Poe extends his critique into the second stanza. In this stanza, readers are exposed to more ambiguous pronouns. It can be inferred that the speaker is referring to Science when he says “thou” or “thee,” and referring to another poet, or poetry in general, when he says “he.” With that in mind, the first line of the stanza serves as another rhetorical question asking how a poet could ever love Science. This recurrence of “wings” ties back to the analogy of the vulture in the first stanza, emphasizing the predatory aspect of the analogy. The phrases “wander,” “seek,” and “soar” all contribute to the connotation of exploration and discovery and are elements of science and industrialization. However, the enjambment in this stanza also suggests an alternative meaning where poetry is the one “wandering,” “seeking,” and “soaring,” bringing its readers on expeditions through imagination. In that case, the phrase “wouldst not leave” would be describing Science and how it is trying to look for the same treasures poetry is and taking them away from him before he can. Critic Derek Pollard further supports this idea through observing the rhyme scheme and the words that are associated together through the rhyme. Pollard points out how “the fact that wisdom—”wise” in the fifth line—is aligned with “jeweled skies” in the seventh line, suggesting that the poet is able to attain higher knowledge by means of his imaginative flights than Science, who as “vulture” only circles and descends” (Pollard). Through the analogy mentioned above, Poe insinuates that there are some things, such as beauty and aesthetic experience, art and poetry can achieve that Science can never mimic. 
The third stanza and the rhyming couplet’s incorporation of mythical allusions further reiterates the inherent difference between science and art. In line nine, “Diana” alludes back to the Roman goddess of hunting and virginity. She is thought to ride the moon across the sky at night, an angle of the moon people with a literature background see. On the other hand, however, science only sees the moon as a distant, lifeless piece of rock. The imagery here of Diana being dragged off is an attempt to portray how science as merciless in its pursuit. Then, the poem refers to Hamadryad, a Greek and Roman tree nymph, who lives and dies with its tree. Science’s perspective on trees is that there are no spirits or nymphs living in them, thus driving Hamadryad out of the trees. The poem continues to talk about Naiad, a water nymph, being forcefully removed from her water. The diction Poe employs in his description of each event — “dragged,” “driven,” “torn,” — all serve to paint Science as a cruel and inhumane matter. However, Pollard notes how the poem suggests that Nature, or the wilderness represented by Diana, Hamadryad, Naiad, and an Elf, is the one entity that appears to be “checking Science’s uncontested rise to power” (Pollard). Although the content of the poem suggests that Nature is abused by Science, the fact that mention of Diana, Hamadryad, Naiad, and an Elf is concentrated in four of the six final lines suggests how Nature is “crowding out Science from the position of privilege she has usurped from them” (Pollard). It is also notable that Science is also portrayed to be disrespecting Nature, which is an integral part of the Romantic Era, when it interferes with the moon, the trees, and the water. This adds to Poe’s purpose of not only criticizing the Industrial Revolution, but also in the mean time paying respect to the Romantic Era he is from.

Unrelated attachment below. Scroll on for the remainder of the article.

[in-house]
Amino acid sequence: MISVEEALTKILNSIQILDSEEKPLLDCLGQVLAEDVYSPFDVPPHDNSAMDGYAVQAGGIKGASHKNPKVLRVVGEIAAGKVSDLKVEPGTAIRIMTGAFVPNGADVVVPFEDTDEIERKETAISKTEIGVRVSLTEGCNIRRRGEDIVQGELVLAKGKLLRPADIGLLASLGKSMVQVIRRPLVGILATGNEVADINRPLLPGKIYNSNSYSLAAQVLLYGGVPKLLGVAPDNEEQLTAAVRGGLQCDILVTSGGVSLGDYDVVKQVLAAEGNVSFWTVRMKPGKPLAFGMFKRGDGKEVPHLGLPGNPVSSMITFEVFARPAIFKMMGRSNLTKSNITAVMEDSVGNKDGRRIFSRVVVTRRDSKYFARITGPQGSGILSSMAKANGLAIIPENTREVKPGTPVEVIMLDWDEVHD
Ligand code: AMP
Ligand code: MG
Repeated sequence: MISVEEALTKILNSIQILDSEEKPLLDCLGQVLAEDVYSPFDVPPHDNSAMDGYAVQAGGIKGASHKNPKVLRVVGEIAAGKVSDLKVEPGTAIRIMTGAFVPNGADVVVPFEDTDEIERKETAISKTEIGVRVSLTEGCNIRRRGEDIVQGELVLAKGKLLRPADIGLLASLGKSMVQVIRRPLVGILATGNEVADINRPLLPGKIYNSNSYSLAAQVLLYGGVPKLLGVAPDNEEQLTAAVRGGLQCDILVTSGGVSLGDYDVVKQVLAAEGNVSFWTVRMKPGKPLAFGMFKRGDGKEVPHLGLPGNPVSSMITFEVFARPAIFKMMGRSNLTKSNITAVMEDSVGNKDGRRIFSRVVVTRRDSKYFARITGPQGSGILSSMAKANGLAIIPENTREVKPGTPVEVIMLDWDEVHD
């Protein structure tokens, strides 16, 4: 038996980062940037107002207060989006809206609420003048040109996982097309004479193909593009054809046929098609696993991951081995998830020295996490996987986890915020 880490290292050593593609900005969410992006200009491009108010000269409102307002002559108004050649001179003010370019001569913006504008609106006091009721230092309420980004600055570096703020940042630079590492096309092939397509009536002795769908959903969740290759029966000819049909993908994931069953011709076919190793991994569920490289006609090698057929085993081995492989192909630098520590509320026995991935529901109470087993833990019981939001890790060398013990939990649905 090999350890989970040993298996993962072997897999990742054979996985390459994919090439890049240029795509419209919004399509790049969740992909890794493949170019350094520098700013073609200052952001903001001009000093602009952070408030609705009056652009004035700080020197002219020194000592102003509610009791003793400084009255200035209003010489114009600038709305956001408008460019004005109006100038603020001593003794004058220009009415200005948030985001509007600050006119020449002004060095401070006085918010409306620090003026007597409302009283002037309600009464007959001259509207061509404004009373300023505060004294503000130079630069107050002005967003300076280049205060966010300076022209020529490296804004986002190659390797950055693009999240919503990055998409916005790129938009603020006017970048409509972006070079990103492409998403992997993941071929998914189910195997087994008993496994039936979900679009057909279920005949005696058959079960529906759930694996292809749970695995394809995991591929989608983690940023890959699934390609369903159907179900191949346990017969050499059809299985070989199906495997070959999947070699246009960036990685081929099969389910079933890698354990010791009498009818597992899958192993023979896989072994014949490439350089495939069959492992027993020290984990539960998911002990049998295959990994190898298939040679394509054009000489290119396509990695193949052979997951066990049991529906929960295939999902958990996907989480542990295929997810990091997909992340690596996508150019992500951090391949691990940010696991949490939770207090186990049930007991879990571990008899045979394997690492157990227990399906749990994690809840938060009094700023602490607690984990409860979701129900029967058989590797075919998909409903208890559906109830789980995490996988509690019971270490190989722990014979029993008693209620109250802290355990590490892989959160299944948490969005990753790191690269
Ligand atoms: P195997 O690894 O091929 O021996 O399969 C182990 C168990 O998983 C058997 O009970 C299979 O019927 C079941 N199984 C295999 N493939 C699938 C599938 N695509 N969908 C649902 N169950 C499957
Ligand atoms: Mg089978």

In the peak of the Industrial Revolution, Poe publishes this poem as his means of showing disapproval: disapproval towards scientific and technological development and its malicious effect on art. Science disrupts creativity and fantasy that is imperative to art and poetry. This poem serves to portray Science from the perspective of a poet: brutal, cruel, and a predator. Poe highlights the blunt and crude nature of science as it shatters the existence of creativity and language and art.